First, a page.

Why a Workday Shutdown Ritual is a Good Idea for All Workers

Nowadays, many employees work remotely and the lines of when work ends and relaxation begins are quite blurred.

That’s where a workday shutdown ritual can be helpful.

Even if it’s as unceremonious as closing a laptop and putting it away, it’s a way to mentally and physically disconnect from work in a healthy way. By creating an end-of-day routine, workers can create a more restorative period of time off — whether it’s just for the evening or for a whole weekend.

 Here’s a look at why every employee should consider a workday shutdown ritual:

Why Should I Have a Workday Shutdown Routine?

From the moment you awake, your mind must make decisions.

 “Should I get up or curl back up under the blankets?”

“What should I eat for breakfast?”

“How much do I have to do today?”

The decision-making is endless. Once you’re settled into work, it’s the same thing. Plenty of decisions to be made. But what if you could start your day on a calmer note? More organized with you feeling in control of your morning. That is what happens when you begin a workday shutdown routine the day before.

These sets of habits you build into the last few minutes of your day can make all the difference when you come to work the next day. By setting aside time to get organized, you’re intentionally setting yourself up to be more engaged at home and at work!

The Health Benefits of a Routine

A routine is a way to set yourself up for success, whether it’s at home or work. A workday shutdown routine can be beneficial especially if you have a high-stress job that often mentally makes you bring home your work duties.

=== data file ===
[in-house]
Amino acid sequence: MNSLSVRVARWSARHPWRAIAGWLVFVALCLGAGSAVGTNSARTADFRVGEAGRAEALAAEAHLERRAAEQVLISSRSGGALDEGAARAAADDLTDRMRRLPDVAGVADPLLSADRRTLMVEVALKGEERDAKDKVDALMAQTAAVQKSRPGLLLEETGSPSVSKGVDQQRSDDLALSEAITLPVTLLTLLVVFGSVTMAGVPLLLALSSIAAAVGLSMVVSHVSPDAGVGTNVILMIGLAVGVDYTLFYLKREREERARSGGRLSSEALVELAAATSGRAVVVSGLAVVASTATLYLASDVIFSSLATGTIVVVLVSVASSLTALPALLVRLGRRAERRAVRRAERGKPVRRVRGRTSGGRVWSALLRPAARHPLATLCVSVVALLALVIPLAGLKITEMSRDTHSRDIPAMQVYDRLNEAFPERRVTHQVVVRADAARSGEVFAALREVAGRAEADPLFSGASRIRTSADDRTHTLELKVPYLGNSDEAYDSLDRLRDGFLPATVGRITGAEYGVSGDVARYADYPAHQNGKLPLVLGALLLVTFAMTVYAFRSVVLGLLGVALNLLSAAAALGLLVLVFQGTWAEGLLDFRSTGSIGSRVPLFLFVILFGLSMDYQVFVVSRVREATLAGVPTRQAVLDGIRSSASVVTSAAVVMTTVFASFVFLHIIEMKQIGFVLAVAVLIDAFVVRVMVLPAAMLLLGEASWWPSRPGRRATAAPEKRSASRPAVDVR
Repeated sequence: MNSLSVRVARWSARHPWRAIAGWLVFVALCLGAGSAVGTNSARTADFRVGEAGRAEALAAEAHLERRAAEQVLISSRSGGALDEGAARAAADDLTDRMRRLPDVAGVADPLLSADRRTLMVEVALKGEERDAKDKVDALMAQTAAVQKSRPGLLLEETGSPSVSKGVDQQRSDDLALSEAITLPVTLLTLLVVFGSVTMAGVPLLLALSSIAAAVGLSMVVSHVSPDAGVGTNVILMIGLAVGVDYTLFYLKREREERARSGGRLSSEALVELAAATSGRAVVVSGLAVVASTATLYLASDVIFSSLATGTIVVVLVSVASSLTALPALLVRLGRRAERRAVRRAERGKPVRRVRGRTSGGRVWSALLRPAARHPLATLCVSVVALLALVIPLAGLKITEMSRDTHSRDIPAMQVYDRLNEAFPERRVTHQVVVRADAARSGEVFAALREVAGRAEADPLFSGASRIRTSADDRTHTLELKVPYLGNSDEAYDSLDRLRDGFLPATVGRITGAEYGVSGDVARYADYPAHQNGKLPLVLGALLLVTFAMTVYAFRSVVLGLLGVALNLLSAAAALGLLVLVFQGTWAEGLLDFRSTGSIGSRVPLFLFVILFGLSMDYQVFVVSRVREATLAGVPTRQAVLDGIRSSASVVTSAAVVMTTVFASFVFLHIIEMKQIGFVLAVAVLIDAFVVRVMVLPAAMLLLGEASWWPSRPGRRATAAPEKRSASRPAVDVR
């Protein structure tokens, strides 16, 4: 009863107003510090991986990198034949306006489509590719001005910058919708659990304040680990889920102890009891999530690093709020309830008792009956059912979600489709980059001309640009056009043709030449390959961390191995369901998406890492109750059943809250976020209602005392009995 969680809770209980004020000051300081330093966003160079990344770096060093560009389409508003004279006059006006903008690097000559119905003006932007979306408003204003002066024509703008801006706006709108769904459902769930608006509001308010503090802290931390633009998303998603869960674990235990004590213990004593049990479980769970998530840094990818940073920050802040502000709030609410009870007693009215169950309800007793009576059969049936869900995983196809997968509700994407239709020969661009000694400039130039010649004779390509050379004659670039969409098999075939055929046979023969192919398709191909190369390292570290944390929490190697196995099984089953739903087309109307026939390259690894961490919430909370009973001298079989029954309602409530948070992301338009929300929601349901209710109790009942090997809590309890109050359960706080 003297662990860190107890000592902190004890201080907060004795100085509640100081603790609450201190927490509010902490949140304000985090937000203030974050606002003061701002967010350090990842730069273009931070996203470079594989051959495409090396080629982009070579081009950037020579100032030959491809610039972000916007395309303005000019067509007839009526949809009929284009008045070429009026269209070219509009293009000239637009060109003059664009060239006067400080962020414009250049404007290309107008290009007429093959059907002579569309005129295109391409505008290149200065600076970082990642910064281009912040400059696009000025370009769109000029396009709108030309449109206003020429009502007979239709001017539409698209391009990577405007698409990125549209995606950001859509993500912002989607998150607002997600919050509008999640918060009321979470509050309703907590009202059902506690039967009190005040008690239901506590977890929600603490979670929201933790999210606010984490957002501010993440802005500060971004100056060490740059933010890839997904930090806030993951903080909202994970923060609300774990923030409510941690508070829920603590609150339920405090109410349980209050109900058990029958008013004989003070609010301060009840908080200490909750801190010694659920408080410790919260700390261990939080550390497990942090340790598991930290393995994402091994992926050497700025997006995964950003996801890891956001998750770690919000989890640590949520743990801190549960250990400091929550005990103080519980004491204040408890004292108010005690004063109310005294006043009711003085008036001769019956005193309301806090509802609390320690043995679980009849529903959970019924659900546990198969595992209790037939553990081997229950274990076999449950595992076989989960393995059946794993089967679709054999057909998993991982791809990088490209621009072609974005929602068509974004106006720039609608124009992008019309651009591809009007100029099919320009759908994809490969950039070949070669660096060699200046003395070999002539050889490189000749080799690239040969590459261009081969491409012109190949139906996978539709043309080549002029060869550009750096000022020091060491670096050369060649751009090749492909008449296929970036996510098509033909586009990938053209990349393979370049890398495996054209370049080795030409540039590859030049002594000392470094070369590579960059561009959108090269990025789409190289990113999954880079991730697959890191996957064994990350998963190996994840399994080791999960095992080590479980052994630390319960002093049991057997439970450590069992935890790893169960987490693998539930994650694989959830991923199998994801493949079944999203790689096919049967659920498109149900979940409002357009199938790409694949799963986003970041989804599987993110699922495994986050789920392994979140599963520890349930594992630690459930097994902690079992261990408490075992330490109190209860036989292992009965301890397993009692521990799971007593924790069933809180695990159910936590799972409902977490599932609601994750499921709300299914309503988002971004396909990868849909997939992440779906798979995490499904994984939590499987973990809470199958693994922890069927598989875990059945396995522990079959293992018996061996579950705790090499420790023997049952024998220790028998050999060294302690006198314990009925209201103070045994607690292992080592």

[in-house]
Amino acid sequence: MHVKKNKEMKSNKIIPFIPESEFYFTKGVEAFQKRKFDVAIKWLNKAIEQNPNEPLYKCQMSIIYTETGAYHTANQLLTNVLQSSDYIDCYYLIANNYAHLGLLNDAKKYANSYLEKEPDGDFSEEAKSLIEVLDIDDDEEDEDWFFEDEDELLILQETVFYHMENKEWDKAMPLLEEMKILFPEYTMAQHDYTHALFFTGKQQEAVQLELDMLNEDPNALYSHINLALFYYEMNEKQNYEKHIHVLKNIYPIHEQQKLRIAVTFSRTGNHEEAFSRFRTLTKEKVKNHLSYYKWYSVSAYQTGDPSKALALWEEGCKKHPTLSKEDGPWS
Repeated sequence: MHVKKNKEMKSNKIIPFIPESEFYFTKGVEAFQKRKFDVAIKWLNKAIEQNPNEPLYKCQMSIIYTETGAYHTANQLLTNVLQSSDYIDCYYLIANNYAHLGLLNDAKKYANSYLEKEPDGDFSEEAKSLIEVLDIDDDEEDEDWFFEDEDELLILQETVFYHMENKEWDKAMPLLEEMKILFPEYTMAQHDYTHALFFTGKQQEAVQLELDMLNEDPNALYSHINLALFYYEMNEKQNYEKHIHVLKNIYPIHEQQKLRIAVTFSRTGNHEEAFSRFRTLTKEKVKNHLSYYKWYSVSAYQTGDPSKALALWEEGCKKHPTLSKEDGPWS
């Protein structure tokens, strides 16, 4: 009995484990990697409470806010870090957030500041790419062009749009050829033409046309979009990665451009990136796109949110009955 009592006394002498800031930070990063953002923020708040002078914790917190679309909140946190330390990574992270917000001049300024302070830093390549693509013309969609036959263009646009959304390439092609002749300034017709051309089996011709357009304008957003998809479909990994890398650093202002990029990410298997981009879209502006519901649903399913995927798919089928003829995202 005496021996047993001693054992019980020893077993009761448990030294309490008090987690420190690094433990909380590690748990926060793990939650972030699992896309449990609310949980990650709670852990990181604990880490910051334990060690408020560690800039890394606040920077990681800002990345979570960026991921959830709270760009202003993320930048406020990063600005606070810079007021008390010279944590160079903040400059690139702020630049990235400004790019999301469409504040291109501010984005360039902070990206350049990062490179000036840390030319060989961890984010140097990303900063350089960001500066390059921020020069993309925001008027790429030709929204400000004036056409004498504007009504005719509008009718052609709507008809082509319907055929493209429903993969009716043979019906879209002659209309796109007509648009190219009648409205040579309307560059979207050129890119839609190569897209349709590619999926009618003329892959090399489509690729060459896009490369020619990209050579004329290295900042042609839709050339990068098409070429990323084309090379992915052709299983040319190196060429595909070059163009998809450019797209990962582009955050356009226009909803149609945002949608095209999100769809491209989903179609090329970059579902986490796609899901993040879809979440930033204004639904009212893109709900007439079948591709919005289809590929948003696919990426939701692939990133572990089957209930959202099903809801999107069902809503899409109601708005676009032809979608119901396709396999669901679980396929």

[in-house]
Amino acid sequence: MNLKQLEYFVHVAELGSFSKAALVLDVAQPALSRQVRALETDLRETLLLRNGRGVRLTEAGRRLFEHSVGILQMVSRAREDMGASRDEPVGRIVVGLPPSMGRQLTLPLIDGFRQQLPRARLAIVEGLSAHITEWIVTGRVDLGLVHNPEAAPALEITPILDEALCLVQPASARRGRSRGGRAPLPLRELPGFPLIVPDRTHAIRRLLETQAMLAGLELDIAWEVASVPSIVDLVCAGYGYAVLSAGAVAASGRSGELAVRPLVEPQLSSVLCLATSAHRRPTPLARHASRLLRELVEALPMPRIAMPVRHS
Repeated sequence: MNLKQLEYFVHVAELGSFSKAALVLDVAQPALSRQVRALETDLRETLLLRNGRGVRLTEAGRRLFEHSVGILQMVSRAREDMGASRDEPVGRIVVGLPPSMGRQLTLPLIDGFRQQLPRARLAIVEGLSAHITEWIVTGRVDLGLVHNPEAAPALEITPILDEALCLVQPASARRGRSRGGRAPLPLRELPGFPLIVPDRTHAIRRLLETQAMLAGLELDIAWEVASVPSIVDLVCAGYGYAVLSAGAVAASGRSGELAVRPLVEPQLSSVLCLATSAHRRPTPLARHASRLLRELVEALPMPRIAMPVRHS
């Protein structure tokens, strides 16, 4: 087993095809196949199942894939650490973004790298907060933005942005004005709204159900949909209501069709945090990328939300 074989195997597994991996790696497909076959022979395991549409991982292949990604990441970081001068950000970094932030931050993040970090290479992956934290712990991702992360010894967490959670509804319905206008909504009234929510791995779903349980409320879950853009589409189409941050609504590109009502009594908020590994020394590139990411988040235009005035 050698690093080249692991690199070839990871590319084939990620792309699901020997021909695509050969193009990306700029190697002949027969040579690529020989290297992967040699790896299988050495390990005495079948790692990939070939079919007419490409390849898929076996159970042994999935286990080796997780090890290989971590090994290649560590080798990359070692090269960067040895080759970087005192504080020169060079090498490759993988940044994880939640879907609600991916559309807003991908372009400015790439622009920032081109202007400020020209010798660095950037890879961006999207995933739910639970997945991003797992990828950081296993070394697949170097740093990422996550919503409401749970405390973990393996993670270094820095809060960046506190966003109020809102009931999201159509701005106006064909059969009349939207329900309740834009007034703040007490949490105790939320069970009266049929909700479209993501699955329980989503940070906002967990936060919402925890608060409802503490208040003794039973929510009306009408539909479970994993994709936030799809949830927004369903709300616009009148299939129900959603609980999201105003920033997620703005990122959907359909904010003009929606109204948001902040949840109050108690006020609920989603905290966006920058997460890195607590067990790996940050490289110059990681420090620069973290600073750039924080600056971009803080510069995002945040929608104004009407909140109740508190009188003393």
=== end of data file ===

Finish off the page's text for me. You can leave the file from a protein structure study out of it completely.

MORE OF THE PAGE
Here’s a look at the perks of setting an end-of-day routine:

  • Stress less – When you feel in control of your routine, it can help you stress less. In fact, the American Friends of Tel Aviv University reported in 2011 that certain repetitive behaviors can actually be a way to manage stress caused by unpredictable environments.
  • Sleep better – If you feel more organized and in control of your life, it can make you sleep better. When you have what feels like a million projects going on or lots of obligations, it can be hard to shut your mind off to sleep. Creating lists and shutdown routines ensures your mind feels more organized and that you won’t forget your responsibilities, making it easier to relax and fall asleep.
  • More quality time – By keeping a routine, you can spend more time with your loved ones because you’re more likely to stick to time limits. This can lead to more family dinners, quality conversations, etc. because you’re not stuck at work wrapping up duties you didn’t properly plan for. It can also clear your mind to have a routine so you’re more present for conversations with loved ones, an excellent way to connect and improve mental health.
  • Better physical health – Better health happens when you put in a little extra planning and discipline. When you’ve created a solid routine, you can exit the workplace when you have planned to do so. This can give you more time for after-work activities like a family walk or even local sports league events.
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Simple Tips for Creating a Workday Shutdown Ritual

Your daily routine will look different from other coworkers. But making your own based on your preferences, work style, and obligations can make all the difference. Create one and try it for a week or so to see how you like it. You can always tweak it as you see fit. You may want to begin this routine an hour or 30 minutes prior to leaving work.